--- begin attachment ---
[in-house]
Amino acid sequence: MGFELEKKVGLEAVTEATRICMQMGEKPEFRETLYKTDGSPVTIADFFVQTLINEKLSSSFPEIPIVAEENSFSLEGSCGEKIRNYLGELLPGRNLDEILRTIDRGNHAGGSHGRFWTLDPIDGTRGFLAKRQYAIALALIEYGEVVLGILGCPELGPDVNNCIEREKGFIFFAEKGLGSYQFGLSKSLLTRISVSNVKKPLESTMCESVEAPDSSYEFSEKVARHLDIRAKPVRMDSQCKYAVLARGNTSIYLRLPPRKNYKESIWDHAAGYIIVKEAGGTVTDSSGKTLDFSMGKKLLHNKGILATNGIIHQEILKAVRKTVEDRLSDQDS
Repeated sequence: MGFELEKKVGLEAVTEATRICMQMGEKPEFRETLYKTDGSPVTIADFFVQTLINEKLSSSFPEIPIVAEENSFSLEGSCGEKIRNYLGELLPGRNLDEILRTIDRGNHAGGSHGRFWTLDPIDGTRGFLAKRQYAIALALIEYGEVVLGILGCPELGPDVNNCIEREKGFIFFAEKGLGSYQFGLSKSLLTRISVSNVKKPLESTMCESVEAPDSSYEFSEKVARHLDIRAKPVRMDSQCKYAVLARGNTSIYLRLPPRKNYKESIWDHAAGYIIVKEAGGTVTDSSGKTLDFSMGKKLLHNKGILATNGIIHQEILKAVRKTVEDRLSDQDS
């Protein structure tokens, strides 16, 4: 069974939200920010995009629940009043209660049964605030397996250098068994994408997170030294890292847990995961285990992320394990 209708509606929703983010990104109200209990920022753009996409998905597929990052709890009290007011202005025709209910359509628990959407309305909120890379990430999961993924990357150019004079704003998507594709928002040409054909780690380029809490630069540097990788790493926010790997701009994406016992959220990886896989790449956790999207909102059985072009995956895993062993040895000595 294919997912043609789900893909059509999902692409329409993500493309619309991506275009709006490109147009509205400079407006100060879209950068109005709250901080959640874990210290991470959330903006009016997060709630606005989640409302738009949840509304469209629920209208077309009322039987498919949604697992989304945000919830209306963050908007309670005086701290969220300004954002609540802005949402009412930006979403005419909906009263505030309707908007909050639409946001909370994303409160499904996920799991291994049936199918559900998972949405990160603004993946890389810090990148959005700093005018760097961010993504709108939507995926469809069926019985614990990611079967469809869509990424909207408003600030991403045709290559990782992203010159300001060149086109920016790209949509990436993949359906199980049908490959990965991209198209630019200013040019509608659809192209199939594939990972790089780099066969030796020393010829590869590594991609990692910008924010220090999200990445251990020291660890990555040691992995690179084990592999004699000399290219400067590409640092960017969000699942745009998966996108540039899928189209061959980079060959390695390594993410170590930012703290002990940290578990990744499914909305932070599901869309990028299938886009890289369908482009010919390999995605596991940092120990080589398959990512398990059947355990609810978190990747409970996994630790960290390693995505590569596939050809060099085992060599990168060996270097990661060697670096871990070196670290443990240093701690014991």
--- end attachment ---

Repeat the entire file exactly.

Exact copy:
[in-house]
Amino acid sequence: MGFELEKKVGLEAVTEATRICMQMGEKPEFRETLYKTDGSPVTIADFFVQTLINEKLSSSFPEIPIVAEENSFSLEGSCGEKIRNYLGELLPGRNLDEILRTIDRGNHAGGSHGRFWTLDPIDGTRGFLAKRQYAIALALIEYGEVVLGILGCPELGPDVNNCIEREKGFIFFAEKGLGSYQFGLSKSLLTRISVSNVKKPLESTMCESVEAPDSSYEFSEKVARHLDIRAKPVRMDSQCKYAVLARGNTSIYLRLPPRKNYKESIWDHAAGYIIVKEAGGTVTDSSGKTLDFSMGKKLLHNKGILATNGIIHQEILKAVRKTVEDRLSDQDS
Repeated sequence: MGFELEKKVGLEAVTEATRICMQMGEKPEFRETLYKTDGSPVTIADFFVQTLINEKLSSSFPEIPIVAEENSFSLEGSCGEKIRNYLGELLPGRNLDEILRTIDRGNHAGGSHGRFWTLDPIDGTRGFLAKRQYAIALALIEYGEVVLGILGCPELGPDVNNCIEREKGFIFFAEKGLGSYQFGLSKSLLTRISVSNVKKPLESTMCESVEAPDSSYEFSEKVARHLDIRAKPVRMDSQCKYAVLARGNTSIYLRLPPRKNYKESIWDHAAGYIIVKEAGGTVTDSSGKTLDFSMGKKLLHNKGILATNGIIHQEILKAVRKTVEDRLSDQDS
């Protein structure tokens, strides 16, 4: 069974939200920010995009629940009043209660049964605030397996250098068994994408997170030294890292847990995961285990992320394990 209708509606929703983010990104109200209990920022753009996409998905597929990052709890009290007011202005025709209910359509628990959407309305909120890379990430999961993924990357150019004079704003998507594709928002040409054909780690380029809490630069540097990788790493926010790997701009994406016992959220990886896989790449956790999207909102059985072009995956895993062993040895000595 294919997912043609789900893909059509999902692409329409993500493309619309991506275009709006490109147009509205400079407006100060879209950068109005709250901080959640874990210290991470959330903006009016997060709630606005989640409302738009949840509304469209629920209208077309009322039987498919949604697992989304945000919830209306963050908007309670005086701290969220300004954002609540802005949402009412930006979403005419909906009263505030309707908007909050639409946001909370994303409160499904996920799991291994049936199918559900998972949405990160603004993946890389810090990148959005700093005018760097961010993504709108939507995926469809069926019985614990990611079967469809869509990424909207408003600030991403045709290559990782992203010159300001060149086109920016790209949509990436993949359906199980049908490959990965991209198209630019200013040019509608659809192209199939594939990972790089780099066969030796020393010829590869590594991609990692910008924010220090999200990445251990020291660890990555040691992995690179084990592999004699000399290219400067590409640092960017969000699942745009998966996108540039899928189209061959980079060959390695390594993410170590930012703290002990940290578990990744499914909305932070599901869309990028299938886009890289369908482009010919390999995605596991940092120990080589398959990512398990059947355990609810978190990747409970996994630790960290390693995505590569596939050809060099085992060599990168060996270097990661060697670096871990070196670290443990240093701690014991």